Like

  2. Why does God create people who he knows will choose Hell?

    He doesn’t.

    “For I know the thoughts that I think toward you, saith the Lord. Thoughts of peace and not of evil, to give you an expected end.”

    I think that answers the question.

    Like

  3. Here is an OUTSTANDING article which I recently read on the subject of Hell, from Christopher Townsend: http://www.jubilee-centre.org/document.php?id=25

    Summary:

    “This paper focuses on the doctrine of hell, examining the main features of the Bible’s teaching and considering a number of debated issues, notably the argument over annihilationism and eternal punishment. The chapter goes on to explore the apologetic challenges and opportunities which arise from the doctrine of hell, and reflects on the ‘strange silence’ of the modern church on this topic.”

    Like

        1. I think that freely chose to actualize a world of his choosing, for his own purposes, in which I would be placed in a time and place such that I would freely choose in those circumstances to be an Arminian. If by Arminian you mean a 3.9 point Calvinist. And I’m also sure that God is sovereign over this world and that his choice of world glorifies him maximally.

          Like

  4. The question why does God create people who he knows will go to hell seems to me to make some mistakes.

    It assumes that it’s wrong to do something which one foresees will result in ruin for another. But one does not have to think far to see this is a mistake. Suppose a person told me that if I did not have an affair with her she would kill herself. i refuse and she kills herself. Am I guilty of murder? It seems to me not for two reasons, first although I foresaw the result I did not cause it she caused it by her actions hence I did not kill her. Second, the alternative in this instance did involve me causing something evil, it involved me causing an act of adultery and disloyalty.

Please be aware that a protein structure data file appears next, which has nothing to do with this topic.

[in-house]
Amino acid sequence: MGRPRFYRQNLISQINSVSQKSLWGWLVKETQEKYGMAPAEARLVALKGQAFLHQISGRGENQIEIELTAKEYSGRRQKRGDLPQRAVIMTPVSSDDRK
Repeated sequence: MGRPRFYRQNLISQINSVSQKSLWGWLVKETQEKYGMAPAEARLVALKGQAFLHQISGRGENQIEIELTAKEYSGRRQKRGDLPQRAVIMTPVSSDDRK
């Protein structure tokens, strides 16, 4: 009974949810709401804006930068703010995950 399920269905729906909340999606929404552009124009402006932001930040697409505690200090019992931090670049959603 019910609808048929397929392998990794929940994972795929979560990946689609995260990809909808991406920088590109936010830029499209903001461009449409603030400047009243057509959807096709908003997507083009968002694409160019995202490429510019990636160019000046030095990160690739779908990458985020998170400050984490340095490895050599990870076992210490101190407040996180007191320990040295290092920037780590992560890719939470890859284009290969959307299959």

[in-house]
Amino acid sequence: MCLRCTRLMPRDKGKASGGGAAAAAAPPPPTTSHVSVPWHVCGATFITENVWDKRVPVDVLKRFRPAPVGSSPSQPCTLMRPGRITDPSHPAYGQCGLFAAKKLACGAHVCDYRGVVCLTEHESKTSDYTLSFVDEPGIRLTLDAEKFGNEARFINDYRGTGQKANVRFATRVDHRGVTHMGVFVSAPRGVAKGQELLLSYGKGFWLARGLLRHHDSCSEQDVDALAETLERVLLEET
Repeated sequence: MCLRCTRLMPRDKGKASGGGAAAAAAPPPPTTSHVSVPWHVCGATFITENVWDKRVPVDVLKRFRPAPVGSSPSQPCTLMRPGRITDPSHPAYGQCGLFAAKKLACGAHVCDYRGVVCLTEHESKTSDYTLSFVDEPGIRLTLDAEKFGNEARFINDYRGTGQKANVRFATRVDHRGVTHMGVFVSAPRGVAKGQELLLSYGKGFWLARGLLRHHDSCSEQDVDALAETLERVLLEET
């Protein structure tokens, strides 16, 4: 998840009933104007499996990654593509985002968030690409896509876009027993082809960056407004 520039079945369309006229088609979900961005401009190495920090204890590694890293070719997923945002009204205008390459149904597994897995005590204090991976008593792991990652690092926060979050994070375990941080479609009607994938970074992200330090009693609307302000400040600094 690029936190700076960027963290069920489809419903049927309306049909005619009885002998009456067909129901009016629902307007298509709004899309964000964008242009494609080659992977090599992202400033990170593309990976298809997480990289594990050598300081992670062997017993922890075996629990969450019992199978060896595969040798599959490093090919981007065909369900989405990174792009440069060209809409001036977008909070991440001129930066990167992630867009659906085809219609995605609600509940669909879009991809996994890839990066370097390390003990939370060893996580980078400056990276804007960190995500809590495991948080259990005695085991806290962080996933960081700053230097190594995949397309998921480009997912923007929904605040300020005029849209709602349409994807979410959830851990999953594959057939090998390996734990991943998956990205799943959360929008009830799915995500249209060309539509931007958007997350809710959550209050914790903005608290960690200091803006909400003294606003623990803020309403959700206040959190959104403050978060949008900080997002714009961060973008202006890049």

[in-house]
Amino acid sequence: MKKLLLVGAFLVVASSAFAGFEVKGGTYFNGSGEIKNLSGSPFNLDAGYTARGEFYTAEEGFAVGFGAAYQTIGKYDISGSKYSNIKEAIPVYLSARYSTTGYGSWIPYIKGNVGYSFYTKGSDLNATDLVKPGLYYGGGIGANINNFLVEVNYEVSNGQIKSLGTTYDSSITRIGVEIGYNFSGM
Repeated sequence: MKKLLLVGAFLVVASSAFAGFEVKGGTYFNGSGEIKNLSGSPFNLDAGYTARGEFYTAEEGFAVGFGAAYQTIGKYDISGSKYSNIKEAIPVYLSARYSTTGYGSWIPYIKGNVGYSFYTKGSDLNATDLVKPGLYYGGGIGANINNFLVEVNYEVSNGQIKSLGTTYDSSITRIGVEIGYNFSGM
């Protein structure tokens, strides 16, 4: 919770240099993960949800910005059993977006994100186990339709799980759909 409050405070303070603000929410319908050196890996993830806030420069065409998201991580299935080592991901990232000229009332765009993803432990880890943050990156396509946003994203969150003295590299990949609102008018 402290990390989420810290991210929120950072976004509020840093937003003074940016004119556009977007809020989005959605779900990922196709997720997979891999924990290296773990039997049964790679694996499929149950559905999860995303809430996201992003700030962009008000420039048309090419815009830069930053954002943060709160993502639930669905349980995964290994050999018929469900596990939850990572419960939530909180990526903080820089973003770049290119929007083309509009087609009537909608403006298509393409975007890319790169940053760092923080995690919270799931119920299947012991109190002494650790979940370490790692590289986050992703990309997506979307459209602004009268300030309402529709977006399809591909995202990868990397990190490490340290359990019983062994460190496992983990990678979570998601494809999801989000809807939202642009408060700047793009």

Take this to the hell case, God foresees that others will freely do something which results in their damnation that does not mean he causes this action and so is not culpable. Second, the alternative to this would be to not create this person or this world and the question is whether this would be a better state of affairs, its not obvious it would be.

    Moreover I am inclined to think this argument proves too much. As a parent I know that my child will at some point lie, sin and do bad things, does it follow that parents should be held accountable for their children’s actions and can’t justly punish them? After all they could have refrained from having Kids.

    Like

Leave a Reply

Fill in your details below or click an icon to log in:

WordPress.com Logo

You are commenting using your WordPress.com account. Log Out /  Change )

Google photo

You are commenting using your Google account. Log Out /  Change )

Twitter picture

You are commenting using your Twitter account. Log Out /  Change )

Facebook photo

You are commenting using your Facebook account. Log Out /  Change )

Connecting to %s